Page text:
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Summer's near: Try to survive

June 16, 2008|Melissa Healy | Times Staff Writer
  • ILLNESS: Tomatoes have been linked to an outbreak
ILLNESS: Tomatoes have been linked to an outbreak (Gregory Bull / Associated…)

Ready to enjoy the simple pleasures of summer? Let's get ready then.

Hat, sunscreen and shades to protect from skin cancer-causing UVA and UVB rays? Check. Insect repellent with DEET to ward off mosquitoes carrying West Nile virus and ticks bearing Lyme disease? Check. Bike helmet, hand sanitizer and a wireless Internet device to check for air quality advisories and beach closings? Check -- and ready for takeoff.

Not so fast there, sport. Those precautions will protect against last year's threats to health and safety. But as the mercury rises and the final school bell rings, summer 2008 promises a few new dangers.

Here's how to protect against some of them.

Contaminated food

Ah, the unique summer pleasure of fresh tomatoes from the farmers market, a fat slice of tomato on a burger off the grill, a platter of sliced tomatoes topped with buffalo mozzarella, basil and olive oil.

For The Record
Los Angeles Times Tuesday, June 17, 2008 Home Edition Main News Part A Page 2 National Desk 1 inches; 33 words Type of Material: Correction
Summer dangers: A story in Monday's Health section about seasonal health risks said that cryptosporidium, which is increasingly found in the nation's swimming pools, is a virus. It is actually a microscopic parasite.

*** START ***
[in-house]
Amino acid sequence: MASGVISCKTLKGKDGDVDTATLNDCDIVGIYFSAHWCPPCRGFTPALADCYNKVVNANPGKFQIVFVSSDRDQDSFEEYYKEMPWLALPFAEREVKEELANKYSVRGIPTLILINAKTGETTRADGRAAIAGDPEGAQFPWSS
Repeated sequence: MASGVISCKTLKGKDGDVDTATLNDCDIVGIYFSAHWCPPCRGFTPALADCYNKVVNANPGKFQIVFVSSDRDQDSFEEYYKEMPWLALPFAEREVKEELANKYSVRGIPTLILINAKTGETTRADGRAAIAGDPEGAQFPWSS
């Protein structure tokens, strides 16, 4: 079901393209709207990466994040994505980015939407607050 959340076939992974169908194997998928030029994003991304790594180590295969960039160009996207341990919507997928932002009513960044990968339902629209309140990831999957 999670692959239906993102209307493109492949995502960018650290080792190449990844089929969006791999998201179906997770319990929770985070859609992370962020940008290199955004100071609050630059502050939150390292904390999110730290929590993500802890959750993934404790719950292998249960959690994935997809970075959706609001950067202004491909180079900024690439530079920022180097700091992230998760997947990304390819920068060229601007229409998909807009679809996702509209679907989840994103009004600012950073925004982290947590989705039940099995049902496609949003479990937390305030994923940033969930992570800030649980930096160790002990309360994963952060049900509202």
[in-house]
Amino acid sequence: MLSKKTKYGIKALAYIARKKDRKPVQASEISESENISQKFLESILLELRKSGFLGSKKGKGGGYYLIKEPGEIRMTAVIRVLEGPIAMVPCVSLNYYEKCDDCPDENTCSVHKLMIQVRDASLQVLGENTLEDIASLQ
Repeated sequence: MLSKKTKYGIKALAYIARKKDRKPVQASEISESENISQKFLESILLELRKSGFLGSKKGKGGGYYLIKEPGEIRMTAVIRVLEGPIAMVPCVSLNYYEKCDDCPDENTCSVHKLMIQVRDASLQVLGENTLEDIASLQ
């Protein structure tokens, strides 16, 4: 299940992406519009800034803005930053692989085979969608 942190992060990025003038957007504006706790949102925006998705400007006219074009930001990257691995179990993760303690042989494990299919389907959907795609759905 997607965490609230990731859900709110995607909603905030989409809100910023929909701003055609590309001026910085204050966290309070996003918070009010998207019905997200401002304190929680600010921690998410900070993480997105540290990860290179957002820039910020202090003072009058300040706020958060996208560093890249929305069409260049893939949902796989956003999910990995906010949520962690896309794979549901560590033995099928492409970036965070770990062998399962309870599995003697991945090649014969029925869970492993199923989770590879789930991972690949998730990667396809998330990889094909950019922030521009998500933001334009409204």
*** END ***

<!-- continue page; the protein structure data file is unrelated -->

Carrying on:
For The Record
Los Angeles Times Monday, June 23, 2008 Home Edition Health Part F Page 8 Features Desk 1 inches; 39 words Type of Material: Correction
Summer health dangers: An article that ran in the June 16 Health section about seasonal health risks incorrectly stated that cryptosporidium, which is increasingly found in the nation's swimming pools, is a virus. Cryptosporidium is actually a microscopic parasite.

Since April, however, more than 200 Americans have been sickened by an unusual and virulent strain of salmonella linked to raw red Roma, red plum and round red tomatoes.

Add that to lingering concerns about spinach tainted with E. coli, scallions fouled by hepatitis A and bean sprouts tainted with Listeria monocytogenes -- indeed, the still-hard-to-accept idea that fresh vegetables can bear the same contaminants long attributed to meat and mayonnaise -- and you've got a real picnic-crasher.

What to do? For starters, use that hand-held device (or your computer at home) to read the alerts, warnings and recalls issued by the nation's guardians of food safety at The links are all there on the home page under "recalls & alerts" or under the heading "FDA for You / Consumer Health Information." Better yet, sign up to have the FDA automatically notify you of safety alerts and recalls under "Get Updates" on the right side of the agency's home page. Especially helpful are the FDA's "Frequently asked questions" about the current outbreak, which is updated every few days. Among the details supplied is the advice that cooking affected tomatoes will not likely lessen a person's risk of becoming sick.